heirloom: a family possession handed down from generation to generation
We all have heirlooms. Perhaps a special piece of jewellery inherited from our grandmother, or a piece of furniture passed down through the generations. The heirlooms that mean the most to me are the memories and stories from my life. They are the anthologies of my cultural heritage and the curated recollections that have the ability to take me instantly back to a moment in time.
The story behind the design, is for me, the most exciting part of a print. It gives a real sense of depth to a pattern and tells a tale beyond the surface of a textile print.
The Heirloom Collection is a curation of my memories, some old some new, created into textile prints - a design diary down memory lane.
Granny’s Beads is one of those patterns that began from the memory of when I was a little girl. My granny would let me rummage through her dressing-table drawers, packed with her sparkly brooches & colourful beaded necklaces. I loved the feel of the smooth, cool beads sliding through my fingers. This print is a nostalgic memory of my Granny and her beads, captured on cloth in a simple and stylised way.
After a trip to India to learn about the traditional art of block-printing, I was impressed by the skill and proficiency of the local artisans as they placed the carved wooden block in exactly the right place, with exactly the correct amount of pressure, creating a perfect print. A job that I found out was actually quite challenging after giving it a try! My Blockout print began as a sketch in my notebook and became the very below par version of how I would compare to the master block printers of Jaipur…overlapping and going in opposite directions! Perfect imperfection.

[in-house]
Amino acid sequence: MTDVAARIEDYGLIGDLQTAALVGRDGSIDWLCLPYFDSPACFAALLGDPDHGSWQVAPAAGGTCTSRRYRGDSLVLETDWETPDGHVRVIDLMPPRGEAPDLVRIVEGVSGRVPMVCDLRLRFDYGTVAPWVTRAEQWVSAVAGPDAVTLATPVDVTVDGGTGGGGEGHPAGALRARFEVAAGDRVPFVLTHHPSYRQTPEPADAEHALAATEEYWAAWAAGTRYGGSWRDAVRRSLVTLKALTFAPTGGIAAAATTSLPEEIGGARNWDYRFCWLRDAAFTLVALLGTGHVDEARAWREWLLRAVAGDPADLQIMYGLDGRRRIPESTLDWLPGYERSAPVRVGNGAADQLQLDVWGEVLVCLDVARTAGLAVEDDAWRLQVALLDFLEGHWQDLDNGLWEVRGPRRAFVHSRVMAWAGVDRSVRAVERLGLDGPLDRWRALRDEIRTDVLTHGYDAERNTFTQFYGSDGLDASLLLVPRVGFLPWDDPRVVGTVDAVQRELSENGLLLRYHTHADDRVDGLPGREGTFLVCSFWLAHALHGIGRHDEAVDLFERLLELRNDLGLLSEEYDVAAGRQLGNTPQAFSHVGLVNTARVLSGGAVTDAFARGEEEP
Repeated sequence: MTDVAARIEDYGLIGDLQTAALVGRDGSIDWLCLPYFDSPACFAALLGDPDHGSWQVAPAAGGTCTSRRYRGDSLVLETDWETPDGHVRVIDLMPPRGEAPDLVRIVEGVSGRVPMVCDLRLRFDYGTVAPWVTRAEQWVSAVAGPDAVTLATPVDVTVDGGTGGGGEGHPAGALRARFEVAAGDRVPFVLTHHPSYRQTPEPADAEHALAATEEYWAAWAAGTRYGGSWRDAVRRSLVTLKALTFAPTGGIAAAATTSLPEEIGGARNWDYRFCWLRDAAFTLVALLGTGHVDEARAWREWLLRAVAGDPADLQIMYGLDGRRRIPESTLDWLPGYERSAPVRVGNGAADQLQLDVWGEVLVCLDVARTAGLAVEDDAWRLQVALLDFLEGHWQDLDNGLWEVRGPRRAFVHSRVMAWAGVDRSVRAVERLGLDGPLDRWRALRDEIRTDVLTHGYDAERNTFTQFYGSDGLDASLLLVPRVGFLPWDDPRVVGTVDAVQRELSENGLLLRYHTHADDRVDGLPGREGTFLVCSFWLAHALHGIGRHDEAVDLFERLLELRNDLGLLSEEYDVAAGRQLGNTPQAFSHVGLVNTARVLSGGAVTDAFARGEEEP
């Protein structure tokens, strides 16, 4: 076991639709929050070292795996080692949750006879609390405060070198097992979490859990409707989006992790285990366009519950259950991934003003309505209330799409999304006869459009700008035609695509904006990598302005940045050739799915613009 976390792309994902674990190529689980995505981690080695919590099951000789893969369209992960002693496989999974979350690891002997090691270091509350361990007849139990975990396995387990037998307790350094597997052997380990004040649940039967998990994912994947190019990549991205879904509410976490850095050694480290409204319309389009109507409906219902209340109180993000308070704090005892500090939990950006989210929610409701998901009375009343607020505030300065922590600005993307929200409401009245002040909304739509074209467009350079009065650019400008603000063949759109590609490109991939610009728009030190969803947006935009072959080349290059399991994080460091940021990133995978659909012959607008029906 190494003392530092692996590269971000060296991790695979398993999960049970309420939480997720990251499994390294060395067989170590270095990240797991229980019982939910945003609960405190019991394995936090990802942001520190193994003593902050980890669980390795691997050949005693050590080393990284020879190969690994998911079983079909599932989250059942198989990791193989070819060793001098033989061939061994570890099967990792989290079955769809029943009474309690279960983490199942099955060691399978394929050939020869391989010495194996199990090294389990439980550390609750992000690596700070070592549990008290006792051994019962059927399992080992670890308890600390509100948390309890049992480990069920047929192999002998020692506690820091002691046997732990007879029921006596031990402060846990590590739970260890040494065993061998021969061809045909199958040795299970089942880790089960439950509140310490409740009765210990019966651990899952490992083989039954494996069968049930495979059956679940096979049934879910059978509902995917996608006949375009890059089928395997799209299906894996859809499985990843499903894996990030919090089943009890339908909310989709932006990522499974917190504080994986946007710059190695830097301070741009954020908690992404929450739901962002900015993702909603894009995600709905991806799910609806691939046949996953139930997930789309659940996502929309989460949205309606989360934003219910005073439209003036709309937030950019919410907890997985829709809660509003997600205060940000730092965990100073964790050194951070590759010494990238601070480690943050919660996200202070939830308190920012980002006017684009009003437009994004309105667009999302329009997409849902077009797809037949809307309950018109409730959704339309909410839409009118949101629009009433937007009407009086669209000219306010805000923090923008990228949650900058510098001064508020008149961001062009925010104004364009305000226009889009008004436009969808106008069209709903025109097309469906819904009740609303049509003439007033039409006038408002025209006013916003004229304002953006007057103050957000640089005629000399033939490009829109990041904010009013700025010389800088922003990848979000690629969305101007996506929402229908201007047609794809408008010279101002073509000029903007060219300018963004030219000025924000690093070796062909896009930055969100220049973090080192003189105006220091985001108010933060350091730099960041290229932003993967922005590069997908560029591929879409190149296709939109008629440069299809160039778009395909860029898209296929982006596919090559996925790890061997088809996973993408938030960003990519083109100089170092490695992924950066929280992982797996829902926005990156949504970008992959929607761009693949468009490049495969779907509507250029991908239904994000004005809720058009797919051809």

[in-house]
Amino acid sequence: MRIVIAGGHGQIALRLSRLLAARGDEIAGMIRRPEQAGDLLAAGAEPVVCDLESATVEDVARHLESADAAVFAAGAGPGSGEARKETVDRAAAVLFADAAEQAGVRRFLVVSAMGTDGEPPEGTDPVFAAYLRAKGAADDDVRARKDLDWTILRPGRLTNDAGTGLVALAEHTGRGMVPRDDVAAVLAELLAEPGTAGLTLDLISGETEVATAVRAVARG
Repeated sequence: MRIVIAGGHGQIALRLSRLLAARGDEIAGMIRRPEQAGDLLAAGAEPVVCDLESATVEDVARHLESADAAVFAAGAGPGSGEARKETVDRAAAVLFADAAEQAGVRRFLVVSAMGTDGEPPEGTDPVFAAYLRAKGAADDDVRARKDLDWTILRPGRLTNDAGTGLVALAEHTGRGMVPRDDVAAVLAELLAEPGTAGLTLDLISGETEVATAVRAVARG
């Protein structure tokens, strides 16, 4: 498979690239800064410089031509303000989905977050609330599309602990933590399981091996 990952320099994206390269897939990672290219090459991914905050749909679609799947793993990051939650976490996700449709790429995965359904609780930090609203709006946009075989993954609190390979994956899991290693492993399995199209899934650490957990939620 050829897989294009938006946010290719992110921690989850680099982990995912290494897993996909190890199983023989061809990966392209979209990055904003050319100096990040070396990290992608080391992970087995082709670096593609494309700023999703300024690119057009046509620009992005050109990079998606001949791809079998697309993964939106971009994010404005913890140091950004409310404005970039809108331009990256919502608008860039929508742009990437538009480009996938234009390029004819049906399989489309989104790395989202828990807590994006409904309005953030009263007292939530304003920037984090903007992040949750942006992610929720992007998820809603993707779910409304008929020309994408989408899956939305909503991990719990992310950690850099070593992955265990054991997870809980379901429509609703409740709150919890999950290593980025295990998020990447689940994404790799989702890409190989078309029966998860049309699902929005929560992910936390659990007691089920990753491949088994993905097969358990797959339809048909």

The French word for grapefruit is pamplemousse. Such an endearing word. I adore the citrus scent of grapefruit, their pretty pink orbs of sweet bitterness. This print reminds me of my favourite scent, the circular patterns illustrating the whole and halved shapes of the Pamplemousse.
It’s fun using scraps of paper to create patterns. I was often asked by my young boys to do the tedious cutting out part of their school notes. Boys generally don’t like to do that kind of stuff. It’s boring. I had the paper scraps still on my desk and used them to make Tipover. It was one of the first prints I created, the irregular geometric cut-out shapes making a tipping over grid-like arrangement which I quite like.